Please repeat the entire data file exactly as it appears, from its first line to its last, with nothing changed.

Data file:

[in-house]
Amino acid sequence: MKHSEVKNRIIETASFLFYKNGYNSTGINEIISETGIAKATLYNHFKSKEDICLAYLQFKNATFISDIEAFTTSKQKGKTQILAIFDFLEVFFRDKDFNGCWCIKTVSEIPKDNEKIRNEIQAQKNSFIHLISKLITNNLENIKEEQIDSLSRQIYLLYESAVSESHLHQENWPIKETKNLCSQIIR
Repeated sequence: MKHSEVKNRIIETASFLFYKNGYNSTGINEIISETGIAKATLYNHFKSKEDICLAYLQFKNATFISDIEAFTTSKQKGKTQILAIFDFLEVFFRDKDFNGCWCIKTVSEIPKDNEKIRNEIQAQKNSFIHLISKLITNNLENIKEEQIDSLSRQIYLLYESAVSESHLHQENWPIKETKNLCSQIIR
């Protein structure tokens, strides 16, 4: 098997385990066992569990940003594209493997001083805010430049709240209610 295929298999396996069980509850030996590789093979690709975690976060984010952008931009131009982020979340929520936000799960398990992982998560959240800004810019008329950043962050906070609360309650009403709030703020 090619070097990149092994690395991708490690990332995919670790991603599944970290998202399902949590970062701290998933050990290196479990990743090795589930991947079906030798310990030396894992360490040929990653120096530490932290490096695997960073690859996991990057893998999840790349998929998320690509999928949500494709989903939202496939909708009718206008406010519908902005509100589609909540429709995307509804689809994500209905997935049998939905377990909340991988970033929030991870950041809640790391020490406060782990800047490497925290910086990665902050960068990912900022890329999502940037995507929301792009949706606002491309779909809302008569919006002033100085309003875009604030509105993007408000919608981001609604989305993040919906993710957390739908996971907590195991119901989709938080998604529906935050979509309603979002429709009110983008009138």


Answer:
[in-house]
Amino acid sequence: MKHSEVKNRIIETASFLFYKNGYNSTGINEIISETGIAKATLYNHFKSKEDICLAYLQFKNATFISDIEAFTTSKQKGKTQILAIFDFLEVFFRDKDFNGCWCIKTVSEIPKDNEKIRNEIQAQKNSFIHLISKLITNNLENIKEEQIDSLSRQIYLLYESAVSESHLHQENWPIKETKNLCSQIIR
Repeated sequence: MKHSEVKNRIIETASFLFYKNGYNSTGINEIISETGIAKATLYNHFKSKEDICLAYLQFKNATFISDIEAFTTSKQKGKTQILAIFDFLEVFFRDKDFNGCWCIKTVSEIPKDNEKIRNEIQAQKNSFIHLISKLITNNLENIKEEQIDSLSRQIYLLYESAVSESHLHQENWPIKETKNLCSQIIR
């Protein structure tokens, strides 16, 4: 098997385990066992569990940003594209493997001083805010430049709240209610 295929298999396996069980509850030996590789093979690709975690976060984010952008931009131009982020979340929520936000799960398990992982998560959240800004810019008329950043962050906070609360309650009403709030703020 090619070097990149092994690395991708490690990332995919670790991603599944970290998202399902949590970062701290998933050990290196479990990743090795589930991947079906030798310990030396894992360490040929990653120096530490932290490096695997960073690859996991990057893998999840790349998929998320690509999928949500494709989903939202496939909708009718206008406010519908902005509100589609909540429709995307509804689809994500209905997935049998939905377990909340991988970033929030991870950041809640790391020490406060782990800047490497925290910086990665902050960068990912900022890329999502940037995507929301792009949706606002491309779909809302008569919006002033100085309003875009604030509105993007408000919608981001609604989305993040919906993710957390739908996971907590195991119901989709938080998604529906935050979509309603979002429709009110983008009138």